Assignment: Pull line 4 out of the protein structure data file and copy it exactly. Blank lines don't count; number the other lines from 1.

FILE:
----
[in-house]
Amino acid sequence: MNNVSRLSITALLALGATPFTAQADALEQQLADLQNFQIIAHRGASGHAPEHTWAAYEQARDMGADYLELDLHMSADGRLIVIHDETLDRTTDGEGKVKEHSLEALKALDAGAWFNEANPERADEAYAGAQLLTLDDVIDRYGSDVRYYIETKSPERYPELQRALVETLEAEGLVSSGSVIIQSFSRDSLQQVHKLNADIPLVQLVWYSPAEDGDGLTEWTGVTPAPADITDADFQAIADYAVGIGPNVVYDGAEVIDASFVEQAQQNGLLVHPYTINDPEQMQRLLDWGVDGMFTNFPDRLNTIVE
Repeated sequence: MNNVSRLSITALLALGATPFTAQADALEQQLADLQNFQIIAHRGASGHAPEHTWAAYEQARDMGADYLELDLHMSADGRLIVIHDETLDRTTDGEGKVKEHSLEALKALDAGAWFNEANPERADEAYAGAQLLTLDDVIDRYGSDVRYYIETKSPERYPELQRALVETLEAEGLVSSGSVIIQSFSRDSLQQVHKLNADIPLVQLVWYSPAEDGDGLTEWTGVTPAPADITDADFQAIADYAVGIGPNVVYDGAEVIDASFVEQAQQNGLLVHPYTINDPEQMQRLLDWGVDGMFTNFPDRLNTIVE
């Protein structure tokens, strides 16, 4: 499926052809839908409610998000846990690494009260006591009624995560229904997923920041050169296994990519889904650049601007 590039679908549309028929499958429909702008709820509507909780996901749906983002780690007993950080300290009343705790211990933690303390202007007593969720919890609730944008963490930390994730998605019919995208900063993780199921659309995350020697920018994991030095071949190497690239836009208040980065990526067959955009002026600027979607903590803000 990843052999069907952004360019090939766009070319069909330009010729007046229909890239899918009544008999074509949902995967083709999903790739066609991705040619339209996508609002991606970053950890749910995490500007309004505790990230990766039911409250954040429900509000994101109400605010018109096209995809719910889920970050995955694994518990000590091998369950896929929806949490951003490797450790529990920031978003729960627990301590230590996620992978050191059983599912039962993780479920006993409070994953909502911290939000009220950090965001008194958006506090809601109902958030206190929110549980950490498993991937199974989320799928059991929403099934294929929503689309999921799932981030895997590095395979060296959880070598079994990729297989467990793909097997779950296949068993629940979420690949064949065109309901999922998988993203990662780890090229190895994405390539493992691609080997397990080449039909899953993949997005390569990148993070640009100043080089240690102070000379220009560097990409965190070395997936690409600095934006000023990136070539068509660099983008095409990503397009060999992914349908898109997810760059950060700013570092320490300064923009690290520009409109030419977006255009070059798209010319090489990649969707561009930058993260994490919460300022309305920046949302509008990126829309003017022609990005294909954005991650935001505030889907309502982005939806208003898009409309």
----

């Protein structure tokens, strides 16, 4: 499926052809839908409610998000846990690494009260006591009624995560229904997923920041050169296994990519889904650049601007 590039679908549309028929499958429909702008709820509507909780996901749906983002780690007993950080300290009343705790211990933690303390202007007593969720919890609730944008963490930390994730998605019919995208900063993780199921659309995350020697920018994991030095071949190497690239836009208040980065990526067959955009002026600027979607903590803000 990843052999069907952004360019090939766009070319069909330009010729007046229909890239899918009544008999074509949902995967083709999903790739066609991705040619339209996508609002991606970053950890749910995490500007309004505790990230990766039911409250954040429900509000994101109400605010018109096209995809719910889920970050995955694994518990000590091998369950896929929806949490951003490797450790529990920031978003729960627990301590230590996620992978050191059983599912039962993780479920006993409070994953909502911290939000009220950090965001008194958006506090809601109902958030206190929110549980950490498993991937199974989320799928059991929403099934294929929503689309999921799932981030895997590095395979060296959880070598079994990729297989467990793909097997779950296949068993629940979420690949064949065109309901999922998988993203990662780890090229190895994405390539493992691609080997397990080449039909899953993949997005390569990148993070640009100043080089240690102070000379220009560097990409965190070395997936690409600095934006000023990136070539068509660099983008095409990503397009060999992914349908898109997810760059950060700013570092320490300064923009690290520009409109030419977006255009070059798209010319090489990649969707561009930058993260994490919460300022309305920046949302509008990126829309003017022609990005294909954005991650935001505030889907309502982005939806208003898009409309």